Hugh Hetherington Hearing Aid Museum
Hugh Hetherington Hearing Aid Museum

The Hearing Aid Museum

Hearing Aids of all types—Ear Trumpets, Carbon Hearing Aids, Vacuum Tube Hearing Aids, Transistor Hearing Aids, Body Hearing Aids, Eyeglass Hearing Aids and much more!

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Click on the "General Information" button (top button above) for an overview and general information on this category of hearing aid.

 

Miscellaneous Hearing Aid Accessories

Phonak SmartLink SX FM System

The Phonak SmartLink SX was made by Phonak A/G of Stafa, Switzerland (part of the Sonova Group) in 2004. The USA office of Phonak is located in Warrenville, IL.

The SmartLink SX was a three-in-one device: an FM transmitter, a mobile phone bluetooth link and hearing aid remote control. The SmartLink SX worked with all Phonak's hearing aids beginning with the Perseo, Claro and Supero.

The SmartLink SX measured 3 15/16" x 1 7/16" x ¾" (10.0 x 3.6 x 1.9 cm) and weighed 2 oz (57 g).

Read the Phonak SmartLink User Guide here.

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Front view of the Phonak SmartLink SX showing display window (top) and the six control buttons. Function: answer phone (upper left), hang up phone call (upper right), volume up on hearing aids (mid left), program key—P1 through P4 (mid right), volume down on hearing aids (lower left), FM only/FM plus microphone (lower right).

 

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Top view of the Phonak SmartLink SX showing the on-off switch. (You pressed and held it for 2 seconds.)

Below the on-off switch is the jack for the lavalier cord.

 

 

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Rear view of the Phonak SmartLink SX.

The three buttons (from top and down) determine the sound pattern the microphone picks up: "Super Zoom" (narrow-angle sound pickup), "Zoom" (wider-angle sound pickup) and "Omni" (360° sound pickup).

 

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Right side view of the Phonak SmartLink SX showing the multiple microphone ports (slot on left).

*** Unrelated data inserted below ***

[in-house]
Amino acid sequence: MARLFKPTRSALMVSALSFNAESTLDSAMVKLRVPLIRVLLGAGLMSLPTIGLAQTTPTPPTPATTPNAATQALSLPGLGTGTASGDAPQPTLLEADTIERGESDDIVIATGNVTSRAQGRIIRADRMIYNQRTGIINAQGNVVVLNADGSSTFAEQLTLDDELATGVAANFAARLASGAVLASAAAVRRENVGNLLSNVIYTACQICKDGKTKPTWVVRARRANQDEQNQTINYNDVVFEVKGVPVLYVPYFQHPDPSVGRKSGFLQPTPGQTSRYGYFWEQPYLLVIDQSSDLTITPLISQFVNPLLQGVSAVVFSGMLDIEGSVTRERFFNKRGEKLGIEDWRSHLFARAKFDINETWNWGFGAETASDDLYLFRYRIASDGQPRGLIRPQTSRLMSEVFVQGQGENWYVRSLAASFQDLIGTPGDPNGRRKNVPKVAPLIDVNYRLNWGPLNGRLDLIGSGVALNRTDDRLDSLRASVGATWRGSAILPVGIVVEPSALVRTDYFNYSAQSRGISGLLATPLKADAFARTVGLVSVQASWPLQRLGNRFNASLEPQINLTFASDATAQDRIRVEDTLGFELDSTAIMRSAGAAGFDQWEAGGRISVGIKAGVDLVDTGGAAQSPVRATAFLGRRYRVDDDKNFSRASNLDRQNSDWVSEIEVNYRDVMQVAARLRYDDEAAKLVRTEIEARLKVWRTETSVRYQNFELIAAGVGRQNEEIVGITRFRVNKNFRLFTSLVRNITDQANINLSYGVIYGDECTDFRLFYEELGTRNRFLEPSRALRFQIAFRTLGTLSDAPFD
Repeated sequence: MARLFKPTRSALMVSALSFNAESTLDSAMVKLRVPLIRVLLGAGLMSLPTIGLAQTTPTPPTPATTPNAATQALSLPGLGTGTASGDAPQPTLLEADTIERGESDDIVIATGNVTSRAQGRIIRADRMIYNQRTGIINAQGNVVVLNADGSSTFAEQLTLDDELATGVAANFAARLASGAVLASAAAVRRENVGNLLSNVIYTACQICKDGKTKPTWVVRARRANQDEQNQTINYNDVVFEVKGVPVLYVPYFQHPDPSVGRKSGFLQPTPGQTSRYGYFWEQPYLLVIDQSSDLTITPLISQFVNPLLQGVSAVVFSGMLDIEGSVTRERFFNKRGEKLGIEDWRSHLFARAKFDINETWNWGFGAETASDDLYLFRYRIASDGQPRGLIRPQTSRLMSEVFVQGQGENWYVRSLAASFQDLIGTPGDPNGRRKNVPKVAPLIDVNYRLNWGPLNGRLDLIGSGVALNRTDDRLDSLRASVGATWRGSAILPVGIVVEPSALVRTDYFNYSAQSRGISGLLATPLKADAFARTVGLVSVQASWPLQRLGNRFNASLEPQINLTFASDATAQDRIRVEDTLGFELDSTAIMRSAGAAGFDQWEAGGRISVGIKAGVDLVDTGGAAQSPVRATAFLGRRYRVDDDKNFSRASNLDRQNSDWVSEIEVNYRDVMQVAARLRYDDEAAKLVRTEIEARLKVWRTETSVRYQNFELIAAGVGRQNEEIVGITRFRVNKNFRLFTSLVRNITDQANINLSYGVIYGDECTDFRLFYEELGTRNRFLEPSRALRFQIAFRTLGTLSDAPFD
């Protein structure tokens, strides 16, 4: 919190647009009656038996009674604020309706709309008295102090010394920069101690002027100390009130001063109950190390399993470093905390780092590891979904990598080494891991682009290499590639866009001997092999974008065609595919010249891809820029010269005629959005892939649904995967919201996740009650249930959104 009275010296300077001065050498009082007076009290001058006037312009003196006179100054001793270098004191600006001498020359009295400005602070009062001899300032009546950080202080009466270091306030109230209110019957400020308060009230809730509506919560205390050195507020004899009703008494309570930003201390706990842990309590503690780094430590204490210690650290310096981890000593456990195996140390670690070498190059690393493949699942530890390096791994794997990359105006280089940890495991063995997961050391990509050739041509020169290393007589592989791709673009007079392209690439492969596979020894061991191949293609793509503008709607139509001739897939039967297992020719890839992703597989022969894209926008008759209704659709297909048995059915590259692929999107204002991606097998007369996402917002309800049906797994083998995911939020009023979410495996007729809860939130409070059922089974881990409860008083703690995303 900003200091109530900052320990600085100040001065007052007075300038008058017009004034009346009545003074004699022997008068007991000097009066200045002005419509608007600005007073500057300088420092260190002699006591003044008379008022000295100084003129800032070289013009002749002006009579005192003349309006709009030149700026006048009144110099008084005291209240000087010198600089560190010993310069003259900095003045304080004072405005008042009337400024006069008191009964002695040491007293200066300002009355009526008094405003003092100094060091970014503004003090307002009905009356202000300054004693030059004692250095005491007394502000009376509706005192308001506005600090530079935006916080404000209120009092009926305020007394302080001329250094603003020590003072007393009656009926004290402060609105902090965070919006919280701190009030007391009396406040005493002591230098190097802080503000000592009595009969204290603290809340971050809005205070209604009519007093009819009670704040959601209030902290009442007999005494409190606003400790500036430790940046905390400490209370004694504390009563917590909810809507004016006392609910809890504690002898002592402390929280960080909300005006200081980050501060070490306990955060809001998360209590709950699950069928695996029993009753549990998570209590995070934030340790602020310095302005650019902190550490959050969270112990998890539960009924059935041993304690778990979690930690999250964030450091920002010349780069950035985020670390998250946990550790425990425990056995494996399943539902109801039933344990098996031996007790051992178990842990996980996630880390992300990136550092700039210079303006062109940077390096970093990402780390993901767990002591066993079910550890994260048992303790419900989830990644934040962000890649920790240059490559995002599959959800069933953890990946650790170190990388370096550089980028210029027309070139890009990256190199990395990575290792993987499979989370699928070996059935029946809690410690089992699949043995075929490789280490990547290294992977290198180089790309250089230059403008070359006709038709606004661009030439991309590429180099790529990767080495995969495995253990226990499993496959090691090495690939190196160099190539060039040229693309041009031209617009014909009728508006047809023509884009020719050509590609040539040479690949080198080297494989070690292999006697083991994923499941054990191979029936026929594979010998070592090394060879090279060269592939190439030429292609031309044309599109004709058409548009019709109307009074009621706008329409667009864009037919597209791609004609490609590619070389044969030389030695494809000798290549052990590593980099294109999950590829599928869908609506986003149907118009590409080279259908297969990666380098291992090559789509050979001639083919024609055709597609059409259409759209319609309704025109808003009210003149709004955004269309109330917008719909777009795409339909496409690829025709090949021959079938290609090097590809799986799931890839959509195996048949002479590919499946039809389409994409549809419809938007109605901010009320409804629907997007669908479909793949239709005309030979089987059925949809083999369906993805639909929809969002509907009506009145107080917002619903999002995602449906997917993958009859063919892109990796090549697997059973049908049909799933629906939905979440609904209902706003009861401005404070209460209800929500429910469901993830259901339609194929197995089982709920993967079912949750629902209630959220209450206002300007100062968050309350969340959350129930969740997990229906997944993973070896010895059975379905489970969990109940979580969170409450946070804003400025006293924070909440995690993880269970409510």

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The Phonak SmartLink's lavalier cord with integrated antenna. The lavalier cord plugged into the jack on the top of the SmartLink and extended the range of the FM transmitter from 10' (3 m) to 100' (30 m).

The lavalier cord doubled as a lanyard to hold the SmartLink SX around the speaker's neck.
 

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The Phonak SmartLink SX showing how the lavalier cord plugged into the top of the SmartLink.

Note: Phonak FM systems in the USA operated on one or more of the 23 narrow-band channels in the 216-217 MHz band. All Phonak FM transmitters and receivers are compatible with every other model of transmitter and receiver in the Phonak product line. Each transmitter and receiver channel 'frequency' is identified with a number. The number of the transmitter and FM receiver must be the same for these units to function together correctly.

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The Phonak SmartLink SX adapter for external connections showing the pin connectors that matched to the pins in the bottom of the SmartLink.

 

 

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The Phonak SmartLink SX showing how the adapter for external connections slid into the socket at the bottom front of the SmartLink.

 

 

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Top view of the  external connections adapter of the Phonak SmartLink SX showing the legend for the various jacks. On the left is the symbol for the battery charger. At the upper right is the direct audio input symbol and the lower right shows the symbol for the external microphone.

 

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Right side view of the external connections adapter for the Phonak SmartLink SX showing the 2.5 mm direct audio input jack (left) and the 3.5 mm external microphone jack (right).

With direct audio input you could use a patch cord and plug the adapter directly into a TV, CD player, MP3 player, etc.

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Left side view of the external connections adapter for the Phonak SmartLink SX showing the jack for the charger plug.

 

 

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Close-up view of the Phonak MicroLink Model MLxS FM receiver showing the on-off switch (right side), the Phonak name (top) and the 3-prong plug (left) that plugged into the "audio-shoe" (boot) on the bottom of a Phonak BTE hearing aid.